Optimization performance comparison of the MOO model with other models. (A) The overlap between filtered genes in the optimized C-T-P networks and ECPs, as well as their enriched KEGG pathways and GOBPs. (B) The average regulating intensity of the MOO and the other three models. (C) Cumulative differential expression of the MOO and the other three models

Key functional component screening based on the cumulative target coverage score

We calculated the cumulative target coverage score of each compound and its combinations (Table S7). The cumulative target coverage scores of the combination of 39 compounds reached 90% coverage of all potential active compounds (Fig. 5; Table 2). Among these compounds, 33 compounds were derived from unique botanical drugs, and the other 6 compounds were derived from 2 or more herbs. Then, we calculated the normalized cumulative importance of enriched pathways based on the normalized cumulative importance (Table S8). The final screened 39 key functional components, predicted targets, and the related top 10 pathways are shown with a compound-target-pathway network (Fig. 6). Multiple stroke-related pathways were affected by these compounds, such as the PI3K-Akt signaling pathway, neuroactive ligand-receptor interaction, cAMP signaling pathway, Rap1 signaling pathway, and MAPK signaling pathway.

Fig. 5
figure 5

The cumulative target coverage scores and predicted target count of all potential active compounds in the optimized C-T-P network. A dashed horizontal line indicates the 90% cumulative target coverage score of all potential active compounds

Table 2 Information of final screened 39 key functional compounds in THSWD.
Fig. 6
figure 6

The compound-target-pathway network of the predicted targets and pathways of the final screened potential active compounds. The yellow shape represents the compounds, the blue shape represents the predicted targets, and the red shape represents the top 10 pathways affected by THSWD

Experimental verification of the key functional compounds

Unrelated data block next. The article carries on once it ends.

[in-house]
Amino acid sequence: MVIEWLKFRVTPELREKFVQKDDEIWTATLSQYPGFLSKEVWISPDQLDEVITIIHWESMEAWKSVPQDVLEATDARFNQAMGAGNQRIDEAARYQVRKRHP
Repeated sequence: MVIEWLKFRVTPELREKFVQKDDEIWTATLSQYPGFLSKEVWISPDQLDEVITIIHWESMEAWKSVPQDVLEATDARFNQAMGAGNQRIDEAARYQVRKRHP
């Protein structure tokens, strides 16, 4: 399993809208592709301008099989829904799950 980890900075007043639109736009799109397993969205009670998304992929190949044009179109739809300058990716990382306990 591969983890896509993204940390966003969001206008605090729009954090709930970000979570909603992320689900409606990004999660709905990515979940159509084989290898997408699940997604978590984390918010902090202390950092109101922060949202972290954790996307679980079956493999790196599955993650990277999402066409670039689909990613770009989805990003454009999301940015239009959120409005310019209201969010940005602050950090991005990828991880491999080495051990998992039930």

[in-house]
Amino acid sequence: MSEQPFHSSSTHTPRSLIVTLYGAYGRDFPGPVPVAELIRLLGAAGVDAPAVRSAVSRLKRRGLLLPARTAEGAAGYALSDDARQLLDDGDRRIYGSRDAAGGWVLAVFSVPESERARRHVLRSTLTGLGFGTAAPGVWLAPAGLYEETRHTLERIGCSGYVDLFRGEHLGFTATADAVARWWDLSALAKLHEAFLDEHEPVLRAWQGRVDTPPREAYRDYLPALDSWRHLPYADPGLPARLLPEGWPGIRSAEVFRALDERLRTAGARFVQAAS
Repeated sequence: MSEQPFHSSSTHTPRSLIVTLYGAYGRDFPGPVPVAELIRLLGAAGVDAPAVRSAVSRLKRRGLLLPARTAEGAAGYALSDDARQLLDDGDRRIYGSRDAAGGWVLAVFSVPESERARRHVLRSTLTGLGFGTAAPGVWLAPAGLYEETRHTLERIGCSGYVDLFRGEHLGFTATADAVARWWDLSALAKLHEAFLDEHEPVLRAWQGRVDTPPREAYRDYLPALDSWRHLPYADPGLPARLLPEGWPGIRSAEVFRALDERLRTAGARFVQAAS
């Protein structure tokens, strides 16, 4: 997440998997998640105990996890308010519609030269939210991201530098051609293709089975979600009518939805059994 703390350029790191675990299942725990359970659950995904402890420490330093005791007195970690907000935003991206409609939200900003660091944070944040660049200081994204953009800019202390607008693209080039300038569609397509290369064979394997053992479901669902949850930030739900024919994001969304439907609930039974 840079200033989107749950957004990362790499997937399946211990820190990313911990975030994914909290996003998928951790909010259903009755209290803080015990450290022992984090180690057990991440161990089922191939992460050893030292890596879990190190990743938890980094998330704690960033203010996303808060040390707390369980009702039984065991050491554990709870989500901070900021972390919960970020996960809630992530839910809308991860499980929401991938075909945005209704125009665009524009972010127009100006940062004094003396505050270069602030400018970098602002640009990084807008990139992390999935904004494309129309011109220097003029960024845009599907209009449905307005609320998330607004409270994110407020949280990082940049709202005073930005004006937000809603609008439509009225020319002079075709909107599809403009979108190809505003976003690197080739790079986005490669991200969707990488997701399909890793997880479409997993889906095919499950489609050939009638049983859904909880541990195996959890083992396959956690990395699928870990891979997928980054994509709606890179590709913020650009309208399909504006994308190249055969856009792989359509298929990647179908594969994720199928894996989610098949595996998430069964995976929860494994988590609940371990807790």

The final screened 39 key functional compounds included 12 compounds that have been reported to have anti-inflammatory and neuroprotective effects, 8 compounds with unknown function, 5 compounds that belong to human amino acids and metabolites, 3 compounds known as chemical raw materials, and 11 compounds not available for purchase (Fig. 7A, Table S9). We used the in vitro OGD/R model to verify the 12 previously reported potential active compounds and 8 unreported compounds. The results showed that THSWD00001 (decoranoic acid), THSWD00340 (butylphthalide), THSWD00349 (chrysophanol), and THSWD00611 (sinapic acid) significantly increased cell viability from low to high concentrations compared to the control group after OGD/R (Fig. 7B). However, the other 16 compounds showed no significant effect on cell viability. In more detail, among the 20 compounds that were calculated and filtered, 4 compounds were tested to be effective. In fact, the efficiency of 20% is much higher than traditional drug screening methods. In the in vitro study, we only selected the most commonly used OGD/R model to simulate neuronal injury of hypoxia-reperfusion. Adding other neuronal injury models, such as H2O2 nerve injury model and glutamate nerve injury model, may improve the experimental efficacy of the compounds. The safety evaluation with normal HT22 cells and without OGD/R process showed that decanoic acid, butylphthalide, chrysophanol, and sinapic acid didn’t affect cell viability at concentrations less than 100 µmol/L (Supplementary Fig. 1).